Malaysia-Born British Journalist Ed Yong Awarded Pulitzer Prize For Explanatory Reporting
As Malaysians, we’re always proud of the successes some of our fellow Malaysians achieve overseas, even when some of them no longer reside in this country, our pride for anything Malaysian runs deep. So when Malaysia-born British scientist journalist Edmund Yong was announced as the winner of the 2021 Pulitzer Prize for explanatory reporting, it’s only natural we celebrate this feat as our own.
Edmund Soon-Weng Yong, better known as Ed Yong, was born in Malaysia in 1981 before he migrated to the UK when he was 13 years old and gained British citizenship in 2005. Since 2015, Yong has been writing for American magazine The Atlantic, where he won the award for his series of articles where he correctly anticipated the course of the coronavirus pandemic, clarified its risks, and addressed the American government’s failure to curb it.
Congratulations to @edyong209 of @TheAtlantic. #Pulitzer pic.twitter.com/1mRC4joewz — The Pulitzer Prizes (@PulitzerPrizes) June 11, 2021
According to The Atlantic, Yong’s 2018 investigative article “When the Next Plague Hits” showed that he had been warning readers about America’s lack of pandemic preparedness long before Covid-19 even emerged.
Speaking on his achievement, Yong said “I could not have done this without the amazing people at The Atlantic, who collectively created an environment where award-winning work was possible. It really takes a village.”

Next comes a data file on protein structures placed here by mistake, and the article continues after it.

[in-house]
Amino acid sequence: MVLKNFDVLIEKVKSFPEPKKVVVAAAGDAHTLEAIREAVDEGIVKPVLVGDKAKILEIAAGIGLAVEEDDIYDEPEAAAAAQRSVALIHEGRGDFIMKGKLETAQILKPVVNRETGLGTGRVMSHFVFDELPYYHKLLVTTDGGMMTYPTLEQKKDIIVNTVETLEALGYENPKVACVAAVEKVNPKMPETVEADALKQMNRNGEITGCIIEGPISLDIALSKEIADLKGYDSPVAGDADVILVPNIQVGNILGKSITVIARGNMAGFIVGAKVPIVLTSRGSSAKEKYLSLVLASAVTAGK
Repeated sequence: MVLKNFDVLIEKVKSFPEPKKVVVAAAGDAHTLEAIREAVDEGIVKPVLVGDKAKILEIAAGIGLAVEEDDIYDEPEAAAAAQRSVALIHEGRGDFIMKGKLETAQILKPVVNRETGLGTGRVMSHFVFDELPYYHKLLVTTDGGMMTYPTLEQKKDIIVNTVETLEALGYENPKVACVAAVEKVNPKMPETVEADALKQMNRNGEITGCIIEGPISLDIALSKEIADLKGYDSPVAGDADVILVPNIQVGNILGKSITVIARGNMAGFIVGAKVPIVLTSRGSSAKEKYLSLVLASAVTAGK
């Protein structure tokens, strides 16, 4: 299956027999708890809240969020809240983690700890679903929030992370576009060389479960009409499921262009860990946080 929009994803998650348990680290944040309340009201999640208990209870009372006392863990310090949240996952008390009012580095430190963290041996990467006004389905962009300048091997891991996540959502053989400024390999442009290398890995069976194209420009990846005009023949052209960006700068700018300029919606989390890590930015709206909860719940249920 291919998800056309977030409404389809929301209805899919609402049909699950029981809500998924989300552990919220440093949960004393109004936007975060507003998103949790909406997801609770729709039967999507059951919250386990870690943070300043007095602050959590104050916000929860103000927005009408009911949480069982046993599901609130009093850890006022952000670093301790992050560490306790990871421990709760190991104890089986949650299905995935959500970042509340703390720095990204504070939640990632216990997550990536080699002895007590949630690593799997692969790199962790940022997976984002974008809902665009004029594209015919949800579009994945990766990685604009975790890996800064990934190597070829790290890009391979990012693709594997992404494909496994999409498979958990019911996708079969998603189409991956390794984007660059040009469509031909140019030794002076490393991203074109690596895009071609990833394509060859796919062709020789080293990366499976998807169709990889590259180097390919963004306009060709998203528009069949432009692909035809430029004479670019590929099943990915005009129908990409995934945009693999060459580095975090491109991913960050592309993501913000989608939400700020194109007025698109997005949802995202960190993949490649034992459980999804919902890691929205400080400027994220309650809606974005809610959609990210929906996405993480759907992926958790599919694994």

And in recognition of that collective effort, Yong announced that he would be splitting the prize money between everyone who helped worked on his pieces last year. “Even when individuals win Pulitzers, their work depends on a community. I want to honour mine,” said Yong.
Often regarded as the most prestigious award in the literary world, The Pulitzer Prize is an award for achievements in newspaper, magazine and online journalism, literature and musical composition within the United States.
Apart from his work at The Atlantic, Yong was also selected for his excellence in science writing on his popular blog Not Exactly Rocket Science as well as his first book I Contain Multitudes, which focuses on microbiology.